Wednesday, April 12, 2006


I went to a seminar where the guru explained that writing the character's thoughts or “talking to the reader” are absolutely forbidden. True?

Always be wary of any absolutes.

Teachers, authors and “gurus” need to have something to preach. But what we learn in the classroom is often usurped by real life. Reading screenplays will prove that this is a common practice used by fledglings and old pros. The edict to avoid “talking” to the reader or writing what’s in a character’s head certainly makes sense. The popular question that always follows the decree is: “How can a director film any of that?”

However, I would suggest that you are not writing for a director – but writing for a reader. Enabling the reader (who could be a director, producer, agent, story analyst) to envision your movie is the prime goal. And if an occasional “cheat” here and there – like telling us what a character thinks – communicates a desired effect, then you’re doing your job.

“She’s nervous. Wondering what the hell she’s gotten herself into.”

“He looks at her. He can’t believe she loves him.”

“He slams the door in her face and her world crumbles beneath her feet.”

These sorts of descriptive sentences are not uncommon in screenplays. Of course, someone might suggest you find a visual way to convey these feelings, but don’t allow others to force their style upon you.

In this passage from Shane Black’s LETHAL WEAPON, he describes the unleashed fury of Riggs (Mel Gibson).

And then the Devil comes in and kicks the door off its hinges. Okay. Okay. Let's stop for a moment. First off, to describe fully the mayhem which Riggs now creates would not do it justice. Here, however, are a few pointers: He is not flashy. He is not Chuck Norris. Rather, he is like a sledgehammer hitting an egg. He does not knock people down. He does not injure them. He simply kills them. The whole room. Everyone standing….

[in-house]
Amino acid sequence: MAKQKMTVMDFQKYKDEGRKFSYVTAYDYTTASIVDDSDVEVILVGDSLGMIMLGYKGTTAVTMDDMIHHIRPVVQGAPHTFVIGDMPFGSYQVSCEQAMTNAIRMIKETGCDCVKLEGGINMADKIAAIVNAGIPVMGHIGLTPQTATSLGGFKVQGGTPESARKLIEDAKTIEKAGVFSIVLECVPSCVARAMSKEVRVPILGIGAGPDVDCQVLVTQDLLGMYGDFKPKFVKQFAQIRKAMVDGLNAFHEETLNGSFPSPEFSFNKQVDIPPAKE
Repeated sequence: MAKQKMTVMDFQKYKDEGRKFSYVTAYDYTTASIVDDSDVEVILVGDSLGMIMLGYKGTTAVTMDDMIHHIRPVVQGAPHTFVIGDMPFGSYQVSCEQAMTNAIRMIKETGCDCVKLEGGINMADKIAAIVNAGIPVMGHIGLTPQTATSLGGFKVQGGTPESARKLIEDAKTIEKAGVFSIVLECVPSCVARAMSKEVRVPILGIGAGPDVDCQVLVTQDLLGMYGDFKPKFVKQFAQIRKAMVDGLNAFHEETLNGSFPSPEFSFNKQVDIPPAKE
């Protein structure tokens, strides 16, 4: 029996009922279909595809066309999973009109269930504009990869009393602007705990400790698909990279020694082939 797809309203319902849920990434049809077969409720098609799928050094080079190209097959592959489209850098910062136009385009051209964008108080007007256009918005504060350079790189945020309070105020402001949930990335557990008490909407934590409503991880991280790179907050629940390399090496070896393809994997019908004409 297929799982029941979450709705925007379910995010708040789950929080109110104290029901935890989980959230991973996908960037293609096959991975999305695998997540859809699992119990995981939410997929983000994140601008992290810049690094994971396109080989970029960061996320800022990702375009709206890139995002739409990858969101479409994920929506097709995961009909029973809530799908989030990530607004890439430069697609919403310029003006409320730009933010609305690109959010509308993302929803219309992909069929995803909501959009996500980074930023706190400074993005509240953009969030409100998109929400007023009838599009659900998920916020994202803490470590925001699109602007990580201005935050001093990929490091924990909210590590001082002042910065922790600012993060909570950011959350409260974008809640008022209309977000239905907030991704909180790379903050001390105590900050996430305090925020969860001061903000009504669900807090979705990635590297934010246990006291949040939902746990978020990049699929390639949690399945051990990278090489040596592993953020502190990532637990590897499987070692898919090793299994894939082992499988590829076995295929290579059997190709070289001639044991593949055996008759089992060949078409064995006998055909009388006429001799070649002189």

This uses a conversational approach that might piss off a more serious screenwriter. But its entertaining, friendly style pulls us into the read instead of alienating us.

Any effect used strategically and in moderation that benefits the read is successful. Shane Black doesn’t do this sort of thing in every sentence. He does it for effect at the appropriate time.

On the other hand, there are examples that could mark you as an amateur and hurt the flow of your narrative. An example would be descriptive passages filled with exposition.

He turns to his wife and sees her as if it’s the first time…as if it’s their first date at the drive-in in Piscataway on that warm summer night. What was the name of the movie? It didn’t matter then and doesn’t matter now.
This sort of passage pulls us out of the story. It includes details that are unnecessary to the unfolding action. If the name of the movie didn’t matter then and doesn’t matter now, why burden us with the detail?

Some common sense should be applied as well. Hopefully, a writer has an inherent sense of what will play or not play. However, lapses of judgment can happen, as in this example from an unproduced romantic comedy by a successful screenwriter.

They make love. It's so hot the page should burn your hands or make you want to masturbate.
Gross negligence can be found in a screenplay called THE HISTORIAN: GUARDIAN OF THE FUTURE, where the writer interrupts his narrative on page 44 with this:

NOTE: I am sure, you have noticed, that the writer, has used, an over abundance of voice over, for each character, with more to come. I know the majority can not be used, but hopefully it will keep, and help build, an intimacy, between the Director, and also the audience if so desired by the honorable builder, of this epic picture…I’m sure if you are reading this, that you have a keen eye, and talent, so I think this could be a master piece. THANK YOU FOR YOUR TIME. NOW BACK TO THE HISTORIAN: GUARDIAN OF THE FUTURE.

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